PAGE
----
It could be argued that the average person today manages as much information with their devices as an intelligence officer in a wartime situation. But from the Cold War up to now, the user experience of military and consumer technology has vastly differed: Airplane cockpits, submarines, and other military-grade systems are specifically designed for information density, with primary, secondary and tertiary information sources. A key difference in all of these interfaces is color–by and large, many military displays are deep red or orange.
Why use orange and red in military interfaces? They’re low-impact colors that are great for nighttime shifts. In addition, bright blue light is more likely to leave visual artifacts, especially in darkened environments. Have you ever been blinded by the display in your car–or on your phone–when you switch back and forth between looking at that screen and the road ahead? Because the screen is a brighter block of high-energy light, driving (or for that matter, walking) at night creates a longer, stronger afterimage that can adversely affect us when our eyes return to where we’re going.
BMW is a rare exception in the orange vs. blue design divide, because the car company follows the military’s reasoning: Since the ’70s, BMW has made its cars’ dashboard cluster lights with a red-orange hue, at a wavelength of 605 nanometers. This allows drivers to see the instruments clearly, the company found, while also enabling their vision to quickly adjust to the outside darkness after quickly glancing down; red-orange light also caused less eye fatigue.
2001, Blade Runner, and culture’s blue shift
Somewhere along the line, blue took over in the public consciousness as the “color of the future,” while orange began to look like a shade from the Reagan ’80s. In our current culture, blue signals a transition from the past to the present, from the analog to the digital.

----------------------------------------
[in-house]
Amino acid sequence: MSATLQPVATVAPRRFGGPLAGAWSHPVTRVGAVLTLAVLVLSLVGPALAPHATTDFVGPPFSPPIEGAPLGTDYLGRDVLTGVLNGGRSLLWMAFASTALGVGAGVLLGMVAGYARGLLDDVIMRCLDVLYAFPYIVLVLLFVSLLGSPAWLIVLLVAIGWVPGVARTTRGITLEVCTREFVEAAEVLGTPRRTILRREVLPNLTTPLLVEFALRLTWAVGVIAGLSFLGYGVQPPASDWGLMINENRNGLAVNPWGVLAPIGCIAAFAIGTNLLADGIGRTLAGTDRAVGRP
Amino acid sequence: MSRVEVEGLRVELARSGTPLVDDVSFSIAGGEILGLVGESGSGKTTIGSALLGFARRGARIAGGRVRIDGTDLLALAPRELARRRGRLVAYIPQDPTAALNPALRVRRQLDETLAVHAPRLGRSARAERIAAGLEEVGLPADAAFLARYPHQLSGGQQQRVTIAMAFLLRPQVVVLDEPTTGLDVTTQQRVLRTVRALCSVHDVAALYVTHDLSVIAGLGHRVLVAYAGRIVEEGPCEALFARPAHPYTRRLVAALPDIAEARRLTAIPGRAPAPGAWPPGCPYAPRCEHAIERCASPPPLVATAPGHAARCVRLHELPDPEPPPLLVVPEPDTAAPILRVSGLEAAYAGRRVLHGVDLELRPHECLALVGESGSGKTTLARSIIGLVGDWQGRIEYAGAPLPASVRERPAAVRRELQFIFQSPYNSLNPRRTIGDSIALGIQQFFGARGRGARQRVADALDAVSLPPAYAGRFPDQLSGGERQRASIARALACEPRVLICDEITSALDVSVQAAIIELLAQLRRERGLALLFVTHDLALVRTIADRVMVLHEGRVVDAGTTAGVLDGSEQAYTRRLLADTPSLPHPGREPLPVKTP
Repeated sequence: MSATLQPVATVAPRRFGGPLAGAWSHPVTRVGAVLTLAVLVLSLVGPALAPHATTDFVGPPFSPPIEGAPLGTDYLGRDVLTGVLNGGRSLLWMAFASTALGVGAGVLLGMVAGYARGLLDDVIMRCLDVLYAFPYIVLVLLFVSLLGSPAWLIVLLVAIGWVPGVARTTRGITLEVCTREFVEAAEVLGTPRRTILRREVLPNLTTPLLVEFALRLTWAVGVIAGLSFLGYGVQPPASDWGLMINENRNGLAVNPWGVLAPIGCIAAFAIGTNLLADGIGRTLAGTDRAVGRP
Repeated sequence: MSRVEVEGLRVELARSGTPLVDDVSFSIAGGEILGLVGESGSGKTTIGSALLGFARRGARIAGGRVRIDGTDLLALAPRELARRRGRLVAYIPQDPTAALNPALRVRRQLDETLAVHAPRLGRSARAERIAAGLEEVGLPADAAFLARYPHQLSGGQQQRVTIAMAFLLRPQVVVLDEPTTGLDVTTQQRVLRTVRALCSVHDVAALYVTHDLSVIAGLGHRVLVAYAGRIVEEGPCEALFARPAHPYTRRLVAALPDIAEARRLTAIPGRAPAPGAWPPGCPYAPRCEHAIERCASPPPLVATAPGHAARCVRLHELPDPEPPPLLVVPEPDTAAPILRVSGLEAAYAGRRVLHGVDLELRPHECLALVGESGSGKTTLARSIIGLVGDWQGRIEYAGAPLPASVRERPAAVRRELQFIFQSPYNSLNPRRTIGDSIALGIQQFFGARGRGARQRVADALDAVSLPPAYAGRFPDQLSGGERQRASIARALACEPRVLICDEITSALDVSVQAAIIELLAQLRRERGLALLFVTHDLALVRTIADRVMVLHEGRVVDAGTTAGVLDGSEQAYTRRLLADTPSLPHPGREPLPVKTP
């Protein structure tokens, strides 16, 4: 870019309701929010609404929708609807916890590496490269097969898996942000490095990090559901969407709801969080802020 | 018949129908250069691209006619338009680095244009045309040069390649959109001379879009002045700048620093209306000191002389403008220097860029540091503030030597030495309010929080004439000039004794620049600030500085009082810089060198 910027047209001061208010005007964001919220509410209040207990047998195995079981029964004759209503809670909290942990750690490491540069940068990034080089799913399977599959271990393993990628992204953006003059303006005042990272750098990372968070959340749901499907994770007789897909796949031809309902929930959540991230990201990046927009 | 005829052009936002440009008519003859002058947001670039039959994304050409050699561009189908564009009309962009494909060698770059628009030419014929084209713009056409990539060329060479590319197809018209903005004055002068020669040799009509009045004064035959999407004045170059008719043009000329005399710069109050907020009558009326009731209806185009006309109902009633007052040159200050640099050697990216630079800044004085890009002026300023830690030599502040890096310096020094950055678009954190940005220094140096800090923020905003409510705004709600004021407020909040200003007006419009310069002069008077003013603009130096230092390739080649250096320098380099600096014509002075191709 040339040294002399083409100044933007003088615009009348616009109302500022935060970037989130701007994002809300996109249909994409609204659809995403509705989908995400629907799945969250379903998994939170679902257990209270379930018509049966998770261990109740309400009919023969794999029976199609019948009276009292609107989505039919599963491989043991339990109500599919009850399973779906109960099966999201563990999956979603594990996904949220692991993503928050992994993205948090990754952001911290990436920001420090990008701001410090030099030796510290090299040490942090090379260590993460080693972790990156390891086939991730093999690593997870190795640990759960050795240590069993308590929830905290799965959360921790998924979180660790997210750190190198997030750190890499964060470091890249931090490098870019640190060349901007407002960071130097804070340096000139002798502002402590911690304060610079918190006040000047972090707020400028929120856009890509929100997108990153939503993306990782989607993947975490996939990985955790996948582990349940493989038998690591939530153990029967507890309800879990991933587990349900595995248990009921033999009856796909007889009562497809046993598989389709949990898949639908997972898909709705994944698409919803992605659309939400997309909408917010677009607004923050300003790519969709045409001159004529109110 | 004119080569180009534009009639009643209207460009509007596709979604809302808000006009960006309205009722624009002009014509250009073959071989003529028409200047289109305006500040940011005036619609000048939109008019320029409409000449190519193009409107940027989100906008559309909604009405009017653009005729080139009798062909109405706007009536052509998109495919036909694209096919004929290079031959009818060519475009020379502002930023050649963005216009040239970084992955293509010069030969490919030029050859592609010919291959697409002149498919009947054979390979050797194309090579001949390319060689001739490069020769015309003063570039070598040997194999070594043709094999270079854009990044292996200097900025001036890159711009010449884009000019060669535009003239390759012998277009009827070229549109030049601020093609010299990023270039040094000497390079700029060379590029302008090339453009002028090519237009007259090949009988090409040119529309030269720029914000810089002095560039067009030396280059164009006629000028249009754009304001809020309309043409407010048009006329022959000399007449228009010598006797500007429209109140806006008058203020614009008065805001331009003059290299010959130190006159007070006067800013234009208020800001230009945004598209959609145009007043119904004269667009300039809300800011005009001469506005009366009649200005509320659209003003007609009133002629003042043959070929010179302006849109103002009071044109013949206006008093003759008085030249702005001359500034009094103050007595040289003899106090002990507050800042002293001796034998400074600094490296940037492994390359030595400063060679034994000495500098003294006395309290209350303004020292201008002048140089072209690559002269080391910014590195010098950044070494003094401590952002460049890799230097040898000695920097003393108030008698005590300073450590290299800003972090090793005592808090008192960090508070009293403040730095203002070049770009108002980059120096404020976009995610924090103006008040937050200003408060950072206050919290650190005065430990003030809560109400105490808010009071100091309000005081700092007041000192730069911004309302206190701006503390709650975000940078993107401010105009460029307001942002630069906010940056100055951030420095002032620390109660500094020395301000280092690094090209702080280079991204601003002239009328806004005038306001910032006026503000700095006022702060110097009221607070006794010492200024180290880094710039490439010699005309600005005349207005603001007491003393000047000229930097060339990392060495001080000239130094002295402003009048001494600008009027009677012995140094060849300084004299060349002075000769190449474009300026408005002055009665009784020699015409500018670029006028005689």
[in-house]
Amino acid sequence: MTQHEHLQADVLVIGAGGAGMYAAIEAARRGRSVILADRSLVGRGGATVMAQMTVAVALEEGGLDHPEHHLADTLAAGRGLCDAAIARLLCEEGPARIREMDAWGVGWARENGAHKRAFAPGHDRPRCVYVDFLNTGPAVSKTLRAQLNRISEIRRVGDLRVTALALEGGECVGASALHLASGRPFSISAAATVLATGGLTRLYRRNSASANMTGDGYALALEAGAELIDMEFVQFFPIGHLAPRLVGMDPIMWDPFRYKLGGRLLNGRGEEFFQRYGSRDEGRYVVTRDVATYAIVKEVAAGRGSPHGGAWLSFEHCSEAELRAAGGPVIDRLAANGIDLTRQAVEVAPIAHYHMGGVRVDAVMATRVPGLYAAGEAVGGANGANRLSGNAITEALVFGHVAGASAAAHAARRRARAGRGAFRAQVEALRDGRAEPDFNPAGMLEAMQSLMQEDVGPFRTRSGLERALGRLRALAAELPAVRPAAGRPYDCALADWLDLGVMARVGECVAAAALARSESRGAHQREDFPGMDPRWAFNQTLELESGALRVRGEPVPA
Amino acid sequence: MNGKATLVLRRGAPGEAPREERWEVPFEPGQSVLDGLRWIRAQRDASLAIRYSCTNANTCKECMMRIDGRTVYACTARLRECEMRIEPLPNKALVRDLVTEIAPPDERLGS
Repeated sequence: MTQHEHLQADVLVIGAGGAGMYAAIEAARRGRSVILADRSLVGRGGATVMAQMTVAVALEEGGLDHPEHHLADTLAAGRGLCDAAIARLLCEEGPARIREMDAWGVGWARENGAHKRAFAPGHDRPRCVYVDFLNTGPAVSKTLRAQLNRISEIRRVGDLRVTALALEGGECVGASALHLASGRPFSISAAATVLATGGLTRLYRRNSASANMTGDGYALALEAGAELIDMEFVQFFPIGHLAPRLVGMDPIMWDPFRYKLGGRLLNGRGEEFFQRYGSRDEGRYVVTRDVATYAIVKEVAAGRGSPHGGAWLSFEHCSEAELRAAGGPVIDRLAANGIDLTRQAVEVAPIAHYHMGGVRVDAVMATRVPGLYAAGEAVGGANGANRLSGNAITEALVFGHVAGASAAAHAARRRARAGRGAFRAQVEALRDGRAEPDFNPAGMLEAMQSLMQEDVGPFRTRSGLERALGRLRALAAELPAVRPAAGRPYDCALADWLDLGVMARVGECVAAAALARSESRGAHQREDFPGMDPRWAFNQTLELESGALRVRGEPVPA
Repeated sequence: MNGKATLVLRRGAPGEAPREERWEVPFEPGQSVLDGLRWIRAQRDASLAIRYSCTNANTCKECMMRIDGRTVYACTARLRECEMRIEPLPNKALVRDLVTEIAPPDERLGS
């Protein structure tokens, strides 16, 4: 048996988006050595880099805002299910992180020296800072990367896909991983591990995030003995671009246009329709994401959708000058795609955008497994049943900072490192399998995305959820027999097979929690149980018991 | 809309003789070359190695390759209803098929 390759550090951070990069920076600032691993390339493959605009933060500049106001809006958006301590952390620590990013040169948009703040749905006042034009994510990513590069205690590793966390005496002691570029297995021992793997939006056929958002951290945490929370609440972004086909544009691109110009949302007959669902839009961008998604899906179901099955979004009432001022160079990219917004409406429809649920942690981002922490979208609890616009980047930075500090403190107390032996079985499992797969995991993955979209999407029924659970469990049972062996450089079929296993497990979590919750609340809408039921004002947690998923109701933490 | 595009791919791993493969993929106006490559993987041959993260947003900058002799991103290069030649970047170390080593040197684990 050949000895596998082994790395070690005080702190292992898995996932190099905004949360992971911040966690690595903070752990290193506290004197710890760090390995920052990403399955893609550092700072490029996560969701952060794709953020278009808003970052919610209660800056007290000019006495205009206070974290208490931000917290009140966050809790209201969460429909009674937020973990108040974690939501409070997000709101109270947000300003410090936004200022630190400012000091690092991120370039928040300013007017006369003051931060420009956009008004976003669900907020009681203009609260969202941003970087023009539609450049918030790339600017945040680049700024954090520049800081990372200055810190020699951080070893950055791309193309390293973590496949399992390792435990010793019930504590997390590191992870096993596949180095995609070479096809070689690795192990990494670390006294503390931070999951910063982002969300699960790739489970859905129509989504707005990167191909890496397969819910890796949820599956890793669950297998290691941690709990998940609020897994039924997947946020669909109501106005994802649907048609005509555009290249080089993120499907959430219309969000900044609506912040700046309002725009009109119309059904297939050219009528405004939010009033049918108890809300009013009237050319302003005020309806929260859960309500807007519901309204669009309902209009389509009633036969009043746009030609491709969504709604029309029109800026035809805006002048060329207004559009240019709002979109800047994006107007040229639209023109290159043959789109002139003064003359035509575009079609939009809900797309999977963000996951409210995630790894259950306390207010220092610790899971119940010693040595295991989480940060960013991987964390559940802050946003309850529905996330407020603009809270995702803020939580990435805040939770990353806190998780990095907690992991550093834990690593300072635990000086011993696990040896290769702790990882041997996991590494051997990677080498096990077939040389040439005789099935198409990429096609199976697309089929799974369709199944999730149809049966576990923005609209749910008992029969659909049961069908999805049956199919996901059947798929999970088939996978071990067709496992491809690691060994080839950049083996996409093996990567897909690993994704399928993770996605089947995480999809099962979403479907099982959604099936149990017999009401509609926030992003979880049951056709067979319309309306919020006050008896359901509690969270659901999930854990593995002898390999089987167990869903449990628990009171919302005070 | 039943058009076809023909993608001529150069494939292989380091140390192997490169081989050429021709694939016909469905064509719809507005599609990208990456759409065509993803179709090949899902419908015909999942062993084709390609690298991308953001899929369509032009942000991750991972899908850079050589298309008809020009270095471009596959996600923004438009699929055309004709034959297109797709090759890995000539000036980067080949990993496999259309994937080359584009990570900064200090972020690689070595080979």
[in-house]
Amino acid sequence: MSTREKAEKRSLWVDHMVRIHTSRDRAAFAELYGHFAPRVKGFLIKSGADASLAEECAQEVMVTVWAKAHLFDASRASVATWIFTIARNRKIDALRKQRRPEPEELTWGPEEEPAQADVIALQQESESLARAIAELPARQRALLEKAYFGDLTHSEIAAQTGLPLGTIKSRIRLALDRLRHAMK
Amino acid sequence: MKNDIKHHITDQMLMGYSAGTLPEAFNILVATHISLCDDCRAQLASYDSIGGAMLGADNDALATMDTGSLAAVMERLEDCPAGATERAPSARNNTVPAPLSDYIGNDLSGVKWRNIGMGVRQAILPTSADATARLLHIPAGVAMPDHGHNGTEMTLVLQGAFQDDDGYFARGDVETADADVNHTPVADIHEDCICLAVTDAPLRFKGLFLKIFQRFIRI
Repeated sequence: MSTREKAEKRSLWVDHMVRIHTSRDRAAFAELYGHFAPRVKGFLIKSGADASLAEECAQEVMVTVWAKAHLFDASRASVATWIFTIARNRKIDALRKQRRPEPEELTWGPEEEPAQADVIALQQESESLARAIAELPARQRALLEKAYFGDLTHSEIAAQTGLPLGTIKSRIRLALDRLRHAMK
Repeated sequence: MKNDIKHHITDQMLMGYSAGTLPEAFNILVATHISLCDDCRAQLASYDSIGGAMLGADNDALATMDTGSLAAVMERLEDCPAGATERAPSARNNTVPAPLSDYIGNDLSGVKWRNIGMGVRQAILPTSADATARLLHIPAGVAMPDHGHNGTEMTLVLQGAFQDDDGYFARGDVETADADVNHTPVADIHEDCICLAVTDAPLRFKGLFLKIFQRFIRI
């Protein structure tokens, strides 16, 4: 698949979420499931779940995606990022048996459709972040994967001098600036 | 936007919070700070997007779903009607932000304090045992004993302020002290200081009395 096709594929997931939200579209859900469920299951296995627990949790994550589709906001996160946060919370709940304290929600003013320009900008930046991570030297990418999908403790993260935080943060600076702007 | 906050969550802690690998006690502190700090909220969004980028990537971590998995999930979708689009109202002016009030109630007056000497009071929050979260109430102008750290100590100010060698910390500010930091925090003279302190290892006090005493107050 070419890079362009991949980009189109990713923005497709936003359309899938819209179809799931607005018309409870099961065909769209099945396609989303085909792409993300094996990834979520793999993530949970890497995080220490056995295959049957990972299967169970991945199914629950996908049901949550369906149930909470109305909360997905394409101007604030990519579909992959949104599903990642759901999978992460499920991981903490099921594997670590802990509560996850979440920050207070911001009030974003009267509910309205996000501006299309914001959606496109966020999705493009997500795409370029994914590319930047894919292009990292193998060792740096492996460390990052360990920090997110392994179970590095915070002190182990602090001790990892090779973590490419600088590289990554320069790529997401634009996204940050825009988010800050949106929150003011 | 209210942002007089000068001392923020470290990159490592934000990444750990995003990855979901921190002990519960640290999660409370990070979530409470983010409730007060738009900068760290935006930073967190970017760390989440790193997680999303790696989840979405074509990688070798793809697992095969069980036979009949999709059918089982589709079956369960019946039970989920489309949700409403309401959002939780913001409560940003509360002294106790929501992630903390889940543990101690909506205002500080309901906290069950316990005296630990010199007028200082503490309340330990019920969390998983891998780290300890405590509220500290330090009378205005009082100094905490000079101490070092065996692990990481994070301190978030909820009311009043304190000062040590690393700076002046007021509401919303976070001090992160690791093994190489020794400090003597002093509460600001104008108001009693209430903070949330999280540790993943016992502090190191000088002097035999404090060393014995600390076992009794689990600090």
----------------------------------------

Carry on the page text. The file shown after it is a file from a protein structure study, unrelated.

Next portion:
Movies and television greatly helped drive this shift. In the late ’60s, the landmark depictions of the future, 2001: A Space Odyssey and Star Trek, conveyed a relatively optimistic vision for humanity, in which we are able to transcend wars and other conflicts to explore the stars–on spaceships controlled, in both case, with user interfaces that were predominantly orange and red-orange.
While both remain widely loved and admired, they’re sometimes perceived as naive and dated. (Never mind that the iPad was inspired by Star Trek‘s PADD devices, or that we saw video-based messaging for the first time in 2001.)
After premiering in 1982, by contrast, Blade Runner quickly grew in influence as a cult classic among filmmakers, artists, designers, and advertisers. Ridley Scott’s depiction of the future was believable, compelling, and most of all, dark–both figuratively and literally. The blue light from pervasive display screens depicted in the movie fit its shadowy film noir aesthetic, and inadvertently became one of the core tenants in our default mental image of “what the future looks like.”